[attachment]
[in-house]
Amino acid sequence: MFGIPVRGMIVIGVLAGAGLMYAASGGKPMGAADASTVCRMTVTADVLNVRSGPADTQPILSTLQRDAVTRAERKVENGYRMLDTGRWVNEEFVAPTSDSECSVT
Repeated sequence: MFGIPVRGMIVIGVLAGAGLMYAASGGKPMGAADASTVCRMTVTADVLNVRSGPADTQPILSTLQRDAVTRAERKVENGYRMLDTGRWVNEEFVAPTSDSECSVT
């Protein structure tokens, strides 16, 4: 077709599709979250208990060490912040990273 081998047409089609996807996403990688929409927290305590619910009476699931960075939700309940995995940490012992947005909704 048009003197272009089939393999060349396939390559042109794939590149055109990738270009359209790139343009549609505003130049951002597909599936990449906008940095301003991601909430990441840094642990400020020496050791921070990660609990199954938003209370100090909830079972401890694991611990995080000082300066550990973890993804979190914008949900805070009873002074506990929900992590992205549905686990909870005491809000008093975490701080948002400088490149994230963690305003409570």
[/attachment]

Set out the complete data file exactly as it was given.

[in-house]
Amino acid sequence: MFGIPVRGMIVIGVLAGAGLMYAASGGKPMGAADASTVCRMTVTADVLNVRSGPADTQPILSTLQRDAVTRAERKVENGYRMLDTGRWVNEEFVAPTSDSECSVT
Repeated sequence: MFGIPVRGMIVIGVLAGAGLMYAASGGKPMGAADASTVCRMTVTADVLNVRSGPADTQPILSTLQRDAVTRAERKVENGYRMLDTGRWVNEEFVAPTSDSECSVT
């Protein structure tokens, strides 16, 4: 077709599709979250208990060490912040990273 081998047409089609996807996403990688929409927290305590619910009476699931960075939700309940995995940490012992947005909704 048009003197272009089939393999060349396939390559042109794939590149055109990738270009359209790139343009549609505003130049951002597909599936990449906008940095301003991601909430990441840094642990400020020496050791921070990660609990199954938003209370100090909830079972401890694991611990995080000082300066550990973890993804979190914008949900805070009873002074506990929900992590992205549905686990909870005491809000008093975490701080948002400088490149994230963690305003409570």